Urgently Hiring: Servant Leaders
Updated: Jun 10, 2020
by Adam L. Stafford
As anyone in the hospitality industry can attest, the complex network of challenges that accompany restaurant operations can leave even the most ambitious and enthusiastic chefs, FOH, and GMs bewildered, overwhelmed, and exhausted. The grueling hours, staffing challenges, and financial hurdles inherent to this area of the hospitality industry require a level of creativity, flexibility, and drive that can be difficult to conjure on a daily basis.
Turnover and burnout rates are high, profit margins are low, cash flow is scarce, and Murphy's law seems to dictate the flow of many a busy brunch or dinner service.
With the COVID-related social distancing guidelines that effect reopening efforts, this myriad of challenges has only intensified. Operating costs steadily climb as cleaning regimens become more and more tenuous and the attitudes and psychological comfort of guests and employees hangs in the balance. Mandates designed to prevent resurgence of the heinous virus leave owners and restaurant leadership in a quandary of unprecedented proportions.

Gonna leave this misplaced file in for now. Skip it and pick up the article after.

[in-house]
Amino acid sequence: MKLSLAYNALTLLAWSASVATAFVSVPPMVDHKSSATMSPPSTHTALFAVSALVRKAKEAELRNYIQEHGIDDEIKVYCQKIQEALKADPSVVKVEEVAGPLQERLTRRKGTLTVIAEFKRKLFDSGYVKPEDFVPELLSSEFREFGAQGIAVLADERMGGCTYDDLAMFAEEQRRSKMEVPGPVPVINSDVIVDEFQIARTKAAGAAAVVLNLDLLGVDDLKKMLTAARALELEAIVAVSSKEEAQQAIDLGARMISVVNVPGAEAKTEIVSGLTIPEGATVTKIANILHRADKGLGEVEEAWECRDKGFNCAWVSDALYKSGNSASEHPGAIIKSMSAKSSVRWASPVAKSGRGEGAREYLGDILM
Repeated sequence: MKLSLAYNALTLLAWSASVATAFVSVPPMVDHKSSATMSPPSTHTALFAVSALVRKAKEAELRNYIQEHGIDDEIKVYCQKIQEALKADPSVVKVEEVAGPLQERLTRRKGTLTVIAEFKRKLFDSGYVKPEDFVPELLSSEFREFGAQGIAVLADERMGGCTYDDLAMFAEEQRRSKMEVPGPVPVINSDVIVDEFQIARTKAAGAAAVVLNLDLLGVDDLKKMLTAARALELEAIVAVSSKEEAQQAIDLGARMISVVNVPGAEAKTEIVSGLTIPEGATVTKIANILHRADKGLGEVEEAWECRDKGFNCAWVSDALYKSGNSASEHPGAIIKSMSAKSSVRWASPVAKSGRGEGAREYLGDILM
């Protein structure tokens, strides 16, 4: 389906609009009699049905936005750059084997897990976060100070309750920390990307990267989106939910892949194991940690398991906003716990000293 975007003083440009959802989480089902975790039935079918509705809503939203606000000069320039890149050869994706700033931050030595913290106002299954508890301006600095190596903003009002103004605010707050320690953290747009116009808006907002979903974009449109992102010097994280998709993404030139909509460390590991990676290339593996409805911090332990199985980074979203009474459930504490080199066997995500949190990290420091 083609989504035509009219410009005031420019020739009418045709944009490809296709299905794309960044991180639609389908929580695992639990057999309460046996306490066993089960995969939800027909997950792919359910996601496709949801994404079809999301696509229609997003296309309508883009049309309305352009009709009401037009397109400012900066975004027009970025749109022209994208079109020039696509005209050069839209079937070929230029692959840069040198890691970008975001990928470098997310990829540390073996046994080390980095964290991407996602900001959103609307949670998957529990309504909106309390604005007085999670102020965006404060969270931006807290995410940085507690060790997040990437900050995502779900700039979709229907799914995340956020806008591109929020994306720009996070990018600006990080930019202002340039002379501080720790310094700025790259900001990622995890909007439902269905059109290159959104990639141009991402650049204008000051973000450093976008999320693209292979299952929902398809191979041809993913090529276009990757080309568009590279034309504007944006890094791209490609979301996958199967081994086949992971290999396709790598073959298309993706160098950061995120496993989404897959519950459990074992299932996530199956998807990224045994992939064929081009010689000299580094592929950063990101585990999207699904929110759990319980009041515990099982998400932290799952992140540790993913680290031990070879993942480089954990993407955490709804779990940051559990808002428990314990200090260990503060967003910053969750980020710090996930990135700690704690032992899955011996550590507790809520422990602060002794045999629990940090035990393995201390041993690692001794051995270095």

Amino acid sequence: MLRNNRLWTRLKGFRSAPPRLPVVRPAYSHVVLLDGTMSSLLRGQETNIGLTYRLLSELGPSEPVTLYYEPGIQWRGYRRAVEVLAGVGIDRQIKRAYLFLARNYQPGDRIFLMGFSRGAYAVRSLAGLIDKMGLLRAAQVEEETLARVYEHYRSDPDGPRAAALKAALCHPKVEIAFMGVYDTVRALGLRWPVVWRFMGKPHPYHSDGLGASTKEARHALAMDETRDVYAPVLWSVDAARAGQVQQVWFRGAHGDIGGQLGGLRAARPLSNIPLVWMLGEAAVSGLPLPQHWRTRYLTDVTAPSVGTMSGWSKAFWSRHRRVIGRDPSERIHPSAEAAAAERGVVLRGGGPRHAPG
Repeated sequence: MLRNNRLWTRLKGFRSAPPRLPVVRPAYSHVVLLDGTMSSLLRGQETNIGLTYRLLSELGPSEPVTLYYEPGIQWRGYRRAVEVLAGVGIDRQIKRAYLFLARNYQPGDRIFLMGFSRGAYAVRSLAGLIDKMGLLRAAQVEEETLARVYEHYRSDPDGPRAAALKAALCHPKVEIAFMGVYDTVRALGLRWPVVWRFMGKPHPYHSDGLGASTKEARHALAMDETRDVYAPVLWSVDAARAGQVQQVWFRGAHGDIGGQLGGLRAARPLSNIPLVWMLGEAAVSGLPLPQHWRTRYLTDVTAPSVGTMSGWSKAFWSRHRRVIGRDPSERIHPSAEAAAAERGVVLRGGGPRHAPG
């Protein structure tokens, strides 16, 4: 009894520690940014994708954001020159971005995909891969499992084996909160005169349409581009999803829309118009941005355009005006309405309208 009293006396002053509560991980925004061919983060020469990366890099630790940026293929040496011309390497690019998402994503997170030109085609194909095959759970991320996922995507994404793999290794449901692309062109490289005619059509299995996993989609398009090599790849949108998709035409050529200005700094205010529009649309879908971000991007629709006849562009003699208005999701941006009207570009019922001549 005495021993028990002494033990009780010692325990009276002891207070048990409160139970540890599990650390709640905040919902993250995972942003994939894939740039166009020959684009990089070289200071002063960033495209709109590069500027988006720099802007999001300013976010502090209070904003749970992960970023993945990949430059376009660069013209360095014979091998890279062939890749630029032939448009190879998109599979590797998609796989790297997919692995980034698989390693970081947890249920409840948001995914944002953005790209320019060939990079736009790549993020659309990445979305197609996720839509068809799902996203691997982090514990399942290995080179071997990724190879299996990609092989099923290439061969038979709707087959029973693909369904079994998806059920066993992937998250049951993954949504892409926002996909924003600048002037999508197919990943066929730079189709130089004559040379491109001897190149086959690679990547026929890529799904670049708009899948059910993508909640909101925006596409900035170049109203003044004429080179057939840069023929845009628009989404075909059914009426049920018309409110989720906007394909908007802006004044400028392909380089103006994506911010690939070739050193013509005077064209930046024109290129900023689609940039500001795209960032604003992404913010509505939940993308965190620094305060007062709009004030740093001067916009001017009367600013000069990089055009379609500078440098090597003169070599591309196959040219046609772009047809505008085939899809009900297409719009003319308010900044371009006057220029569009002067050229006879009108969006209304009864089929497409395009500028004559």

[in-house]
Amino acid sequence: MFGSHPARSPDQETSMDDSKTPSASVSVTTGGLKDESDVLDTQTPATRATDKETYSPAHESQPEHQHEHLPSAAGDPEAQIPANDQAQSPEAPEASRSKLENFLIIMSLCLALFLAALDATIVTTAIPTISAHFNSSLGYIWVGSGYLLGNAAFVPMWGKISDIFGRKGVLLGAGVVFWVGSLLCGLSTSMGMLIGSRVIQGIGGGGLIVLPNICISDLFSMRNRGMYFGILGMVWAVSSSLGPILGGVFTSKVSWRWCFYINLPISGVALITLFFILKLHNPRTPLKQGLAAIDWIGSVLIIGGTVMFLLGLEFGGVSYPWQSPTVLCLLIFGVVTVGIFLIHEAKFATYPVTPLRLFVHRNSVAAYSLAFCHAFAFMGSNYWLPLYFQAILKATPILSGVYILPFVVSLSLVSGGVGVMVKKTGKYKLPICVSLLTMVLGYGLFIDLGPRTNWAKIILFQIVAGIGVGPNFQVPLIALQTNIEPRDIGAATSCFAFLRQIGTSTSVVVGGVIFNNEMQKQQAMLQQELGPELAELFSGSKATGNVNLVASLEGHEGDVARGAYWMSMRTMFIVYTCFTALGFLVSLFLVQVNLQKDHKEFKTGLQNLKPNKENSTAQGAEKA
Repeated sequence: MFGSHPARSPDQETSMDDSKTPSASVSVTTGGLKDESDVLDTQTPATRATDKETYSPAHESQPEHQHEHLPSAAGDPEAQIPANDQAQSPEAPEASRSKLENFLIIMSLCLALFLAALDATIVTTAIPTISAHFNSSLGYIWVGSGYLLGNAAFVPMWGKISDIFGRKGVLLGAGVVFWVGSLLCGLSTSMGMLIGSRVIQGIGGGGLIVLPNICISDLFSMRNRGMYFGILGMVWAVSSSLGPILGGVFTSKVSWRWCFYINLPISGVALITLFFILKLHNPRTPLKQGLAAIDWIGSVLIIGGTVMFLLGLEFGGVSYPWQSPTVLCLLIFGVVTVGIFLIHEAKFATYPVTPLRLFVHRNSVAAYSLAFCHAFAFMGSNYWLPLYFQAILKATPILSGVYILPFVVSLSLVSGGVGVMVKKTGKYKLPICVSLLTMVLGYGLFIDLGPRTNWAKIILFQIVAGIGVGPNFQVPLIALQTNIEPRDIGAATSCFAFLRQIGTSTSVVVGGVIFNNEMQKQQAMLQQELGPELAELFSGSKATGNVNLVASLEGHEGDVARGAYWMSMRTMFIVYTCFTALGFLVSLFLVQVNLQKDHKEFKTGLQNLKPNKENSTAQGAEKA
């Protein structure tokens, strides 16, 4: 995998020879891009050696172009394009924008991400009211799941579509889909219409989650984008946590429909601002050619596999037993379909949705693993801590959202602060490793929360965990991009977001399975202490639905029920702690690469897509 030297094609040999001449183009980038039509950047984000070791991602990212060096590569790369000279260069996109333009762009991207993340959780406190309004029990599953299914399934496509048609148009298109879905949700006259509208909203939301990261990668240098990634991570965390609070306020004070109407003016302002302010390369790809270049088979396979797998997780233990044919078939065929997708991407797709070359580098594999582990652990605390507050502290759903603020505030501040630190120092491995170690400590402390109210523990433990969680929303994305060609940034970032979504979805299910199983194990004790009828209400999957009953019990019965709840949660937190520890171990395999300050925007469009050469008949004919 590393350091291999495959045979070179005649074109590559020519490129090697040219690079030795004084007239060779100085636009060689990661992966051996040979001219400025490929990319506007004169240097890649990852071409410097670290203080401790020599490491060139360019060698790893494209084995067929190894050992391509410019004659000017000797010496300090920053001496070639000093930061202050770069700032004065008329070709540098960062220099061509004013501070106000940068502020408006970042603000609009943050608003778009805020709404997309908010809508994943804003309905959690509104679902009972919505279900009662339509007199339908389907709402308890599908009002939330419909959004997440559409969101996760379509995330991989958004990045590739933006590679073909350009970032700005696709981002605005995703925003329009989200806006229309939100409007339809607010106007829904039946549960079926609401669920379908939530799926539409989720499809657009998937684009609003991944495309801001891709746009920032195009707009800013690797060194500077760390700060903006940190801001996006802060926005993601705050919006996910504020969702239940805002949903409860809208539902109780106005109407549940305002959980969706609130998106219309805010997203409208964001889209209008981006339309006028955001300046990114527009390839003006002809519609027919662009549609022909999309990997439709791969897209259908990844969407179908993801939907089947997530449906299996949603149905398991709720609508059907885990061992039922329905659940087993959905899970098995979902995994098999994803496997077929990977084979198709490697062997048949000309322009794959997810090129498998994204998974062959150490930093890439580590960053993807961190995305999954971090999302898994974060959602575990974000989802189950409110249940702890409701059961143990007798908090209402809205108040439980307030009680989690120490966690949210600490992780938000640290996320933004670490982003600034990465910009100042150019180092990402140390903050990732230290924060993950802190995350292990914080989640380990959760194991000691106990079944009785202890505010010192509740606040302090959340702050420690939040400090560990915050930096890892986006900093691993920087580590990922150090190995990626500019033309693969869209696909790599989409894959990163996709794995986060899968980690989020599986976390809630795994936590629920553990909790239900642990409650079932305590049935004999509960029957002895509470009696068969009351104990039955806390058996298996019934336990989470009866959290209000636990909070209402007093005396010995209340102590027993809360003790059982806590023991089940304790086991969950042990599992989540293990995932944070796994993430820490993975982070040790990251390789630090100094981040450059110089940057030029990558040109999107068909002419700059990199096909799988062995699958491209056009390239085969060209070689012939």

The desire to once again extend welcoming hands to regulars and newcomers, TO GET BACK TO PROVIDING valued guests with exceptional service has never been stronger. However, a business without profits is only headed in one direction and current restrictions make it exceedingly difficult to establish revenue streams that support sustainability.
The perspective of proprietors across the nation was evidenced in a recent James Beard Foundation survey indicating that only 20% of the nation's restaurant owners are confident in an eventual, full-scale reopening of their establishments.
While the Independent Restaurant Coalition and renowned chefs like Tom Colicchio continue to speak out for reform of recently enacted federal relief programs, hospitality groups and owners traverse the uncharted waters of the COVID-stained culinary scene with realistic and justifiable concerns, exploring new methods to responsibly resurrect business and maintain fiscal viability. From the Mom and Pop’s to the Michelin stars, hospitality professionals from all walks of life assimilate and accommodate to these times of uncertainty in a tireless effort to save their businesses and their livelihoods. Meanwhile, the mountain of challenges continues to grow.
Culinary innovators like Eleven Madison Park’s Daniel Humm and Le Bernardin’s Eric Ripert pivot in ways that followers never would have imagined a few months ago, refocusing their efforts not only